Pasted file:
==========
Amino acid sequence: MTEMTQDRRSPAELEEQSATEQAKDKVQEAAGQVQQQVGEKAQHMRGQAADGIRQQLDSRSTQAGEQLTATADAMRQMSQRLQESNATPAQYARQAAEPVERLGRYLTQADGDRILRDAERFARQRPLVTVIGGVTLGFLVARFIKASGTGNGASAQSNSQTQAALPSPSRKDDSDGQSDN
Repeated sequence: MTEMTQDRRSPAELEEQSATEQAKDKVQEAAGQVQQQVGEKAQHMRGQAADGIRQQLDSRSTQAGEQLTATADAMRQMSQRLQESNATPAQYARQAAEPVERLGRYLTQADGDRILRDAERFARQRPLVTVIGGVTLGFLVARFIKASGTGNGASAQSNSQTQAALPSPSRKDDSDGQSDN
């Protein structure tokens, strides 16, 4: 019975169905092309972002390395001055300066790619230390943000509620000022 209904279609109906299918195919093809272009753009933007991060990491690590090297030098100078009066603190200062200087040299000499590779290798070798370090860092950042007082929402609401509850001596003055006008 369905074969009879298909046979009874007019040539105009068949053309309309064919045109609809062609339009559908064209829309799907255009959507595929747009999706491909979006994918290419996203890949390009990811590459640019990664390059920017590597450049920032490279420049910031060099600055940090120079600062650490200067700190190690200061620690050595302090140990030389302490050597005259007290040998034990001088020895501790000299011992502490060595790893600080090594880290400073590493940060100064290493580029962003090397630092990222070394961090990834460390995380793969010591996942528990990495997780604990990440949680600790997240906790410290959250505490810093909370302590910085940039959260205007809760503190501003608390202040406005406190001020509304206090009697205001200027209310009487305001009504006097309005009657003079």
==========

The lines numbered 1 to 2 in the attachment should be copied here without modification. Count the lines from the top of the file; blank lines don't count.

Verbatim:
Amino acid sequence: MTEMTQDRRSPAELEEQSATEQAKDKVQEAAGQVQQQVGEKAQHMRGQAADGIRQQLDSRSTQAGEQLTATADAMRQMSQRLQESNATPAQYARQAAEPVERLGRYLTQADGDRILRDAERFARQRPLVTVIGGVTLGFLVARFIKASGTGNGASAQSNSQTQAALPSPSRKDDSDGQSDN
Repeated sequence: MTEMTQDRRSPAELEEQSATEQAKDKVQEAAGQVQQQVGEKAQHMRGQAADGIRQQLDSRSTQAGEQLTATADAMRQMSQRLQESNATPAQYARQAAEPVERLGRYLTQADGDRILRDAERFARQRPLVTVIGGVTLGFLVARFIKASGTGNGASAQSNSQTQAALPSPSRKDDSDGQSDN